Using automatic PIPE tracks
If you haven't figured out how to use PIPE yet, go back and read the first tutorial! This entire section is largely assuming that you already know the basics of how to build pipes.
This page shows examples and explains more in-depth what happens when you build pipes that are 1px thick, and some tips and tricks.
Basically, PIPE element was originally slowest when 1 pixel thick. This was essentially because PIPE particles individually check each of their eight neighboring spaces for PIPE with particles to absorb, randomly deciding which neighbors to check on every frame. As a result, a 1px thick PIPE ideally only gives particles one out of eight directions to go, and since it checks randomly, there's a very small chance on every frame that actual movement will occur.
...You might've noticed that thicker pipes don't have this issue since every pipe particle generally has eight directions to choose from, but since on most computers this lags quite a bit, it's not always good to fill a map with massive pipes.
So Cracker64 did some awesome stuff and added a special condition for when PIPE is generating its red/green/blue tracks, so that whenever a generating trail encounters only a single PIPE particle, any particles travelling through the pipe will always move in the direction that the pipe was generated in.
...And so you get this:
As you probably already noticed towards the end of the animation, PIPE particles still absorb and emit particles at their open ends at the same speed as ordinary pipe, unfortunately.
...You can easily fix this however by making the ends of the pipe thicker than 1px. The length of the pipe will still generate automatic pathways regardless of the ends, though obviously the ends themselves will be ordinary pipe. This gives 1px thick pipe a significant advantage over most pipes less than 5px thick, since they don't clog up so long as the ends are wide enough or open to air in enough places.
A new way to fix this is to delete the last 2 pixels of the pipe at the end. It will then automatically push the particle into the empty space without any delay.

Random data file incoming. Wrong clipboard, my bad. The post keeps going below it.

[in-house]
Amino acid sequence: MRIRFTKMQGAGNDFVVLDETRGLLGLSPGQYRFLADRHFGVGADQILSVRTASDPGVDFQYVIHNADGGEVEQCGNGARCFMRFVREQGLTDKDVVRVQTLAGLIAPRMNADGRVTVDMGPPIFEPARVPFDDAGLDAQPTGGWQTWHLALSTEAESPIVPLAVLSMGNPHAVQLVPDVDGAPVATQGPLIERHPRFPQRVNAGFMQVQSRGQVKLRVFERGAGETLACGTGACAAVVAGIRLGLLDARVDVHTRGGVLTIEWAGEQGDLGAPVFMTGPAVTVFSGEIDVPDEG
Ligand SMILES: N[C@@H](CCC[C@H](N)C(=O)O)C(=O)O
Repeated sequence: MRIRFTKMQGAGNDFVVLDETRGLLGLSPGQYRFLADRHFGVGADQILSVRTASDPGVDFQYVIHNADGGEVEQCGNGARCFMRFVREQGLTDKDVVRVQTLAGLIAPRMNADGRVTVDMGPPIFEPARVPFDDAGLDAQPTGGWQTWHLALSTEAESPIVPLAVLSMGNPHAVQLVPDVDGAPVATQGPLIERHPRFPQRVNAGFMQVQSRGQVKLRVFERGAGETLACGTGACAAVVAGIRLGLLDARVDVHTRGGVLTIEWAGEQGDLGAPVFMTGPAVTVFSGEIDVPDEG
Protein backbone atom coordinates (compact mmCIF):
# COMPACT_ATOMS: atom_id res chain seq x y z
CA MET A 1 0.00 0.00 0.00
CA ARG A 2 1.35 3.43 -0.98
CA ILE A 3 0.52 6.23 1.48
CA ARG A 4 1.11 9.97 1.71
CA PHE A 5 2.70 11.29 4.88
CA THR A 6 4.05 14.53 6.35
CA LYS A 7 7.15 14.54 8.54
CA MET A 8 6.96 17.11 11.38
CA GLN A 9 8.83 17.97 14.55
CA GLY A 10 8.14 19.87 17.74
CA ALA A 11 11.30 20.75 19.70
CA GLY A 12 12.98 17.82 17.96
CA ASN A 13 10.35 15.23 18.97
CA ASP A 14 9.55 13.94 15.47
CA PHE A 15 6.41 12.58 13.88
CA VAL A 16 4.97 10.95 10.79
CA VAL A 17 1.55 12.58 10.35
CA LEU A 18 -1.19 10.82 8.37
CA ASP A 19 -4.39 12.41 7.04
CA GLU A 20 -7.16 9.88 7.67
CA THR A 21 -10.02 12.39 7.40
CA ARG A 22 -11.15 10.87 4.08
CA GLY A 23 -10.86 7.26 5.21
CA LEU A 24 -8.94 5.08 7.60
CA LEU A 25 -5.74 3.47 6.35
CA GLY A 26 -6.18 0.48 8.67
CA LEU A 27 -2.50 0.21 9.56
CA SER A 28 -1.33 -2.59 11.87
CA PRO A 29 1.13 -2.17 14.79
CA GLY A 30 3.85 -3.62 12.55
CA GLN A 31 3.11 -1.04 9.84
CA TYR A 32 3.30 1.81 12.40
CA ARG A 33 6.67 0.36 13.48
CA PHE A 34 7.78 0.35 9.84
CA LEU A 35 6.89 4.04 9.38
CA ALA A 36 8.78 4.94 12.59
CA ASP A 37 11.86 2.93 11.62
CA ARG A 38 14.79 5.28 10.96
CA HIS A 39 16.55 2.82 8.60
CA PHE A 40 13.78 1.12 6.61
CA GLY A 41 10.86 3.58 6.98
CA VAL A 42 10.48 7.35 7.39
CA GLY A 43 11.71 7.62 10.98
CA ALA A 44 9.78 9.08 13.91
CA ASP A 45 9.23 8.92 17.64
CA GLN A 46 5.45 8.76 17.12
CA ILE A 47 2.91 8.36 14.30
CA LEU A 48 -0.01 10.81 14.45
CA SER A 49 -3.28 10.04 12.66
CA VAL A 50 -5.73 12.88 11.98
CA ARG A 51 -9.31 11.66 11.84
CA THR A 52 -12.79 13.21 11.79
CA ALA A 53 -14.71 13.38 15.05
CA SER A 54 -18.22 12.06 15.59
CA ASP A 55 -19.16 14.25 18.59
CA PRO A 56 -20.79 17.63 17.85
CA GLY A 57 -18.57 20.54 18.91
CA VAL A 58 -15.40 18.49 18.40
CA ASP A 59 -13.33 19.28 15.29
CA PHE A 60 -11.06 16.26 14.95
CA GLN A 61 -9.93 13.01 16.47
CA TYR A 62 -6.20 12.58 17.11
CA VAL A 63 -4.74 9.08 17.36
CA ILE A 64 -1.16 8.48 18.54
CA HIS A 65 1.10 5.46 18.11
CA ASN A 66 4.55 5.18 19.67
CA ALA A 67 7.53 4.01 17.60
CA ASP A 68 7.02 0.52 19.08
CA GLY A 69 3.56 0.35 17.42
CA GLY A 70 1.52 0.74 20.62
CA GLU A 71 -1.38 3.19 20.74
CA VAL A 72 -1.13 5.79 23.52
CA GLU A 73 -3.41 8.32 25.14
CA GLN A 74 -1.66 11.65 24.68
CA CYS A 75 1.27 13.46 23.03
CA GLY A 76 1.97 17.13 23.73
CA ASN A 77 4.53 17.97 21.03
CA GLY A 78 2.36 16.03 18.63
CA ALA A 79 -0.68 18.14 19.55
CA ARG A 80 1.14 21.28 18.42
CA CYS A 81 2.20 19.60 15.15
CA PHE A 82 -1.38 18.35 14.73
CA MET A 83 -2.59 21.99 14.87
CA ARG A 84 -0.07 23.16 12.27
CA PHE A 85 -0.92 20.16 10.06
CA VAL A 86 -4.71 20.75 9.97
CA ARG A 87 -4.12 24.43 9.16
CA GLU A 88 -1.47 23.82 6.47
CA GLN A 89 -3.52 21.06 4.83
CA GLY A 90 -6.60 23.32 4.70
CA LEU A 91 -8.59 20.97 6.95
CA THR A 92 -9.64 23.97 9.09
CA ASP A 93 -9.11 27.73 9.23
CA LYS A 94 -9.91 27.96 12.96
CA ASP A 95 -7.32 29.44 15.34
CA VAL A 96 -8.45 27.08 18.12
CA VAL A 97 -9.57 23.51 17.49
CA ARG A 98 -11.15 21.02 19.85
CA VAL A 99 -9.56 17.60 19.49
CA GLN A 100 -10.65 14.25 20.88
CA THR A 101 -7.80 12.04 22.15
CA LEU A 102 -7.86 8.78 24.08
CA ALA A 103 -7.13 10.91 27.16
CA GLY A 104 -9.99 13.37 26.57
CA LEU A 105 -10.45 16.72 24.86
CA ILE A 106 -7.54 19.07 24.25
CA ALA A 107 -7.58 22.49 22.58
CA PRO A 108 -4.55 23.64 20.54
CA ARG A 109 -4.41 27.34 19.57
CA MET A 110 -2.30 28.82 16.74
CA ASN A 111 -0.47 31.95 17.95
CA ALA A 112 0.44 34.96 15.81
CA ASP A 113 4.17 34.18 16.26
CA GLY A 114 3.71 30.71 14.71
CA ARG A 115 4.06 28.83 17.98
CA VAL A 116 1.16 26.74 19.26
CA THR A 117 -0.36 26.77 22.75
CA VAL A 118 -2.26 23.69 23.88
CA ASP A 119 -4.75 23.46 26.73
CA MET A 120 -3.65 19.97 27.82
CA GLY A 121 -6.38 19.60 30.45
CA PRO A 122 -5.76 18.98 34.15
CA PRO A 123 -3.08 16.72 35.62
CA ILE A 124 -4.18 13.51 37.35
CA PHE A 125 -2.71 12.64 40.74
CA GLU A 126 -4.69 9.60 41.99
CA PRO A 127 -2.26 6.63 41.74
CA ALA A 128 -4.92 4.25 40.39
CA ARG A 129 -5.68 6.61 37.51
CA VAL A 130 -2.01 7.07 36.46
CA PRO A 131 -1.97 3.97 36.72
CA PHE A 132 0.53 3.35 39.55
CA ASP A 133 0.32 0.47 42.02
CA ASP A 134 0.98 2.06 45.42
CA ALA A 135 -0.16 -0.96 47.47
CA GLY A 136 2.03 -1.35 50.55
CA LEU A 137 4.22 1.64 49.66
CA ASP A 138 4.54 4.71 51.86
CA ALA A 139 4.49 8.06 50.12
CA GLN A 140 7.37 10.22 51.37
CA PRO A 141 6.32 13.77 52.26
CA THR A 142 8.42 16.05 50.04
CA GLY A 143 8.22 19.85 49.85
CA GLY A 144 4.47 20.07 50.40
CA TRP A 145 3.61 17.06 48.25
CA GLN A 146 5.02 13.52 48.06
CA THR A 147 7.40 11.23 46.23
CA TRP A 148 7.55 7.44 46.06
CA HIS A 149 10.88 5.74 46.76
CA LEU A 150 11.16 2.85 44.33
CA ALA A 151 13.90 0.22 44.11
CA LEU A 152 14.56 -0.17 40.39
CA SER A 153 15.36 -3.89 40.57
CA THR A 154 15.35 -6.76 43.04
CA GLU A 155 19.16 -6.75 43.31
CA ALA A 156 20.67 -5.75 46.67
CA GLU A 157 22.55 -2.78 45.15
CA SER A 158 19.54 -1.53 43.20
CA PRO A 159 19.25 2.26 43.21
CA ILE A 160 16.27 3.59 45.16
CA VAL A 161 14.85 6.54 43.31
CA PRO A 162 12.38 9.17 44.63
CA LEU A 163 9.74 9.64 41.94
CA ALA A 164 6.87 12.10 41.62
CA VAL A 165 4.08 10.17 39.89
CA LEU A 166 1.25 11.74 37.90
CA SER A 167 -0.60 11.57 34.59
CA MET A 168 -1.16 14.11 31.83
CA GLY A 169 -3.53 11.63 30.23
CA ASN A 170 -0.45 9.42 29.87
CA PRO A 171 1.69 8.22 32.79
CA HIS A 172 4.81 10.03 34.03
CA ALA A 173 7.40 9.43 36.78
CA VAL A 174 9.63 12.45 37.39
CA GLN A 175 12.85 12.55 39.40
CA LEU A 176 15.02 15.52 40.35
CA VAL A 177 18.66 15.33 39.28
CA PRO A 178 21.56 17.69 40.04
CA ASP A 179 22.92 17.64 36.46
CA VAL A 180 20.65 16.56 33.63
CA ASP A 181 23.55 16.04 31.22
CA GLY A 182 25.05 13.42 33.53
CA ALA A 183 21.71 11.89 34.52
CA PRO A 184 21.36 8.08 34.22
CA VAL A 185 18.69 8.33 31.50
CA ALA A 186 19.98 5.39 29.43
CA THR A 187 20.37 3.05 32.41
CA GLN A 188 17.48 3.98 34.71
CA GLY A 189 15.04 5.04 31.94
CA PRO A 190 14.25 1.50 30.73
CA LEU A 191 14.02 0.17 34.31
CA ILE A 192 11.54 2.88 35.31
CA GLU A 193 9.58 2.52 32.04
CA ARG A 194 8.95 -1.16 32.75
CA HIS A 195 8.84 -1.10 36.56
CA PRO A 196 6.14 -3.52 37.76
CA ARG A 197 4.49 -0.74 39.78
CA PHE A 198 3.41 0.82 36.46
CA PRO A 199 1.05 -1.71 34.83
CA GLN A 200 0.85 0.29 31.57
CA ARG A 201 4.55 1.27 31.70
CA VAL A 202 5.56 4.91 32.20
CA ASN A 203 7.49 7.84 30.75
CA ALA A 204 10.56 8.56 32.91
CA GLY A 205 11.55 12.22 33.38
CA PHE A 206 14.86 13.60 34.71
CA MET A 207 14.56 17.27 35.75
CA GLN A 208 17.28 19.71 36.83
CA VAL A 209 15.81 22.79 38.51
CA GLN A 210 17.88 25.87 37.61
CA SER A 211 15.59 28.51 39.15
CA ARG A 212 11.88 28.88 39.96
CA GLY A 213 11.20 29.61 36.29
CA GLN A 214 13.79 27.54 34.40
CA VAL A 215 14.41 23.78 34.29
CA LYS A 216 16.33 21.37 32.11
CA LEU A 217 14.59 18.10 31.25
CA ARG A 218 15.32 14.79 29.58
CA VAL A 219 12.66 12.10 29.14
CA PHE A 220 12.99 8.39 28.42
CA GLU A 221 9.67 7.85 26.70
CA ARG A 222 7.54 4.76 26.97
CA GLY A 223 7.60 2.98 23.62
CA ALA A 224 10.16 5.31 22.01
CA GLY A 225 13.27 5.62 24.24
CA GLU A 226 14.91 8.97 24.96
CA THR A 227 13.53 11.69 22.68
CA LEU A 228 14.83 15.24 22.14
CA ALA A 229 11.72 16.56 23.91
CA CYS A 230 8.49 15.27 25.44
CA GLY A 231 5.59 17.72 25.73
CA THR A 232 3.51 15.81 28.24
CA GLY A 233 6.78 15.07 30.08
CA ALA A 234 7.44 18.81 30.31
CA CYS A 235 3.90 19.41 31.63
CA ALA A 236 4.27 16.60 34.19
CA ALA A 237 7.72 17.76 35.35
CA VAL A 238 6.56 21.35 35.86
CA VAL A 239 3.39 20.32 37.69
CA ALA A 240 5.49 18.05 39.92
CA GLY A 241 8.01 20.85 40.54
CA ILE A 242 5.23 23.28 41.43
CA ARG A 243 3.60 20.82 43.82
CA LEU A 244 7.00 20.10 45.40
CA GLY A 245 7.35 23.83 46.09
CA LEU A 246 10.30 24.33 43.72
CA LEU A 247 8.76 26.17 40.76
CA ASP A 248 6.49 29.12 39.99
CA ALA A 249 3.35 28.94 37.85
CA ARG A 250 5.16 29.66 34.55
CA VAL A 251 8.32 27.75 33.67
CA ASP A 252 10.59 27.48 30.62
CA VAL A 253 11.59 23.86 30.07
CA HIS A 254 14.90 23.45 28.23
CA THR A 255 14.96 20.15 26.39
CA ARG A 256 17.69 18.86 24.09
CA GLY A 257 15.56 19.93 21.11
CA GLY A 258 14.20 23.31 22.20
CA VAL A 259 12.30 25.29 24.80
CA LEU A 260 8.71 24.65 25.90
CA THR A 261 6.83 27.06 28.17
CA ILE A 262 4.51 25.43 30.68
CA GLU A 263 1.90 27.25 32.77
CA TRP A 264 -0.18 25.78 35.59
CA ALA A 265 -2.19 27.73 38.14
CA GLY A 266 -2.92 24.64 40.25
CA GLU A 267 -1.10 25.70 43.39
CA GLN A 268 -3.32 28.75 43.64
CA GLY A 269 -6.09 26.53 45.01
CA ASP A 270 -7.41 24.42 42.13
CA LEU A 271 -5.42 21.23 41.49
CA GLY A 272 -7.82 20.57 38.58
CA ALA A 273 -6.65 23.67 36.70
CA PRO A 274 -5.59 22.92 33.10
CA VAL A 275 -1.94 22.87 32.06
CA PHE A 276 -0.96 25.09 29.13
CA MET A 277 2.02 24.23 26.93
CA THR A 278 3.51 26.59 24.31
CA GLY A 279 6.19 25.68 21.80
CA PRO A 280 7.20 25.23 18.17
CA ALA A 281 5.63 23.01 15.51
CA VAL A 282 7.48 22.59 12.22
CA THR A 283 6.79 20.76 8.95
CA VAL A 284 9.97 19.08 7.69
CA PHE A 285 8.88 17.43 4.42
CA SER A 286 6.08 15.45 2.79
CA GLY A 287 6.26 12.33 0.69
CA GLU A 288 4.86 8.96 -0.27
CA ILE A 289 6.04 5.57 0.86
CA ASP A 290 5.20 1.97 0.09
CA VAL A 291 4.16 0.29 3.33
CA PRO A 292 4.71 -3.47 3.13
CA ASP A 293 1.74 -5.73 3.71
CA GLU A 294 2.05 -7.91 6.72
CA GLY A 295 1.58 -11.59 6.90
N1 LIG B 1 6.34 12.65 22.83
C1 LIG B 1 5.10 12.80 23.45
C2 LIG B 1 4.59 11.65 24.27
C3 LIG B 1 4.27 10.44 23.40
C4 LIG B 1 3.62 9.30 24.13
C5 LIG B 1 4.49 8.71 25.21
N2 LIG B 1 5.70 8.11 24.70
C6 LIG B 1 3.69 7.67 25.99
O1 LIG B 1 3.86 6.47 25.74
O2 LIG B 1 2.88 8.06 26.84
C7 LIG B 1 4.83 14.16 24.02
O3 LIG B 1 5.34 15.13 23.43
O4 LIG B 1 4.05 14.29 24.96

You can also put PRTI at the end now, and the PIPE will pass into it. This is the fastest way to get particles out of any kind of pipe.
Particles can pass to and from automatic pathways inside of pipes without limits, though you'll notice a slight pause in the speed of particles passing from one to the other, as if the particles were jumping from a pipe to empty space and back. As a result, you should always try to make sure that every joint in your 1px thick pipes is diagonal, rather than an even right angle. Looking at the bottom-right of the above animation, the particles don't get caught in the corners of the pipe that has no PIPE particles at the edges of every corner, causing particles to glide smoothly through the entire pipe.
Also, auto-generated 1px thick pipes will ignore even other pipe particles while touching. This means you can build pathways of pipe -through- pipe without issue, and still come out through the other side of a block of PIPE particles, so long as you built the surrounding PIPE particles after you built the pathway of PIPE in 1px thick paths.
Using this concept, you can even thread multiple 1px thick pipes together, with careful design and planning. It's -not- easy to do when you have to wriggle pipes around themselves, but then again it never was before.
Basically in this image:
1. Generate a single 1px thick pipe
2. Remove the Brick
3. Stamp the entire area/pipe
4. Create two 1px thick pipes while paused right beside of it and being careful to mind the pixel corners
5. Erase the original 1px thick pipe (which I stamped before)
6. Wait for the other two pipes to generate normally
7. Lastly, paste the original 1px thick pipe in between them.
With this kind of pipe, it's actually more efficient and essentially never clogs.
Lookie below, it's faster than the equivilent thickness of pipe.